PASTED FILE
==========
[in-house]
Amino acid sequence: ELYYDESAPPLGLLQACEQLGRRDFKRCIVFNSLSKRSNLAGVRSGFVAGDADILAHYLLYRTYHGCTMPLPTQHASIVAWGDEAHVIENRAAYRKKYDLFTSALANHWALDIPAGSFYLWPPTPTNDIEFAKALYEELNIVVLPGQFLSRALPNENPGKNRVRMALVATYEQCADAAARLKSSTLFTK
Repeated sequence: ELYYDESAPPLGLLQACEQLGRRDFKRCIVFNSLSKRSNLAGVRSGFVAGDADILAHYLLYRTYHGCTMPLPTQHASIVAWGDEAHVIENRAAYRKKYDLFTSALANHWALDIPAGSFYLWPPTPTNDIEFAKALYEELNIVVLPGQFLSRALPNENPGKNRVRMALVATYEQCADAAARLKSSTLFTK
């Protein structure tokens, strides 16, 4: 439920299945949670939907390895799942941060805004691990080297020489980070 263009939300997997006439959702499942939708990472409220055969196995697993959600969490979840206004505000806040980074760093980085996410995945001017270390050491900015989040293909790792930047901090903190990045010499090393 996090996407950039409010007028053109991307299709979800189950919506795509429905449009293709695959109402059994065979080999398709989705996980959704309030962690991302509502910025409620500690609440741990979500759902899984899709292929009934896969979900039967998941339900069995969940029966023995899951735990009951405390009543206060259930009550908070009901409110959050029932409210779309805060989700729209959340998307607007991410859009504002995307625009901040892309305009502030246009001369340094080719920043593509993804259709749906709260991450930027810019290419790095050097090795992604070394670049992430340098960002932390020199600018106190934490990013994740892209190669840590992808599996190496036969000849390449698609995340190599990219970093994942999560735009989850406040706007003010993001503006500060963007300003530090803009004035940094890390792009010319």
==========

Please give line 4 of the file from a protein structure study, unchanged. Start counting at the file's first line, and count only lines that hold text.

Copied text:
């Protein structure tokens, strides 16, 4: 439920299945949670939907390895799942941060805004691990080297020489980070 263009939300997997006439959702499942939708990472409220055969196995697993959600969490979840206004505000806040980074760093980085996410995945001017270390050491900015989040293909790792930047901090903190990045010499090393 996090996407950039409010007028053109991307299709979800189950919506795509429905449009293709695959109402059994065979080999398709989705996980959704309030962690991302509502910025409620500690609440741990979500759902899984899709292929009934896969979900039967998941339900069995969940029966023995899951735990009951405390009543206060259930009550908070009901409110959050029932409210779309805060989700729209959340998307607007991410859009504002995307625009901040892309305009502030246009001369340094080719920043593509993804259709749906709260991450930027810019290419790095050097090795992604070394670049992430340098960002932390020199600018106190934490990013994740892209190669840590992808599996190496036969000849390449698609995340190599990219970093994942999560735009989850406040706007003010993001503006500060963007300003530090803009004035940094890390792009010319």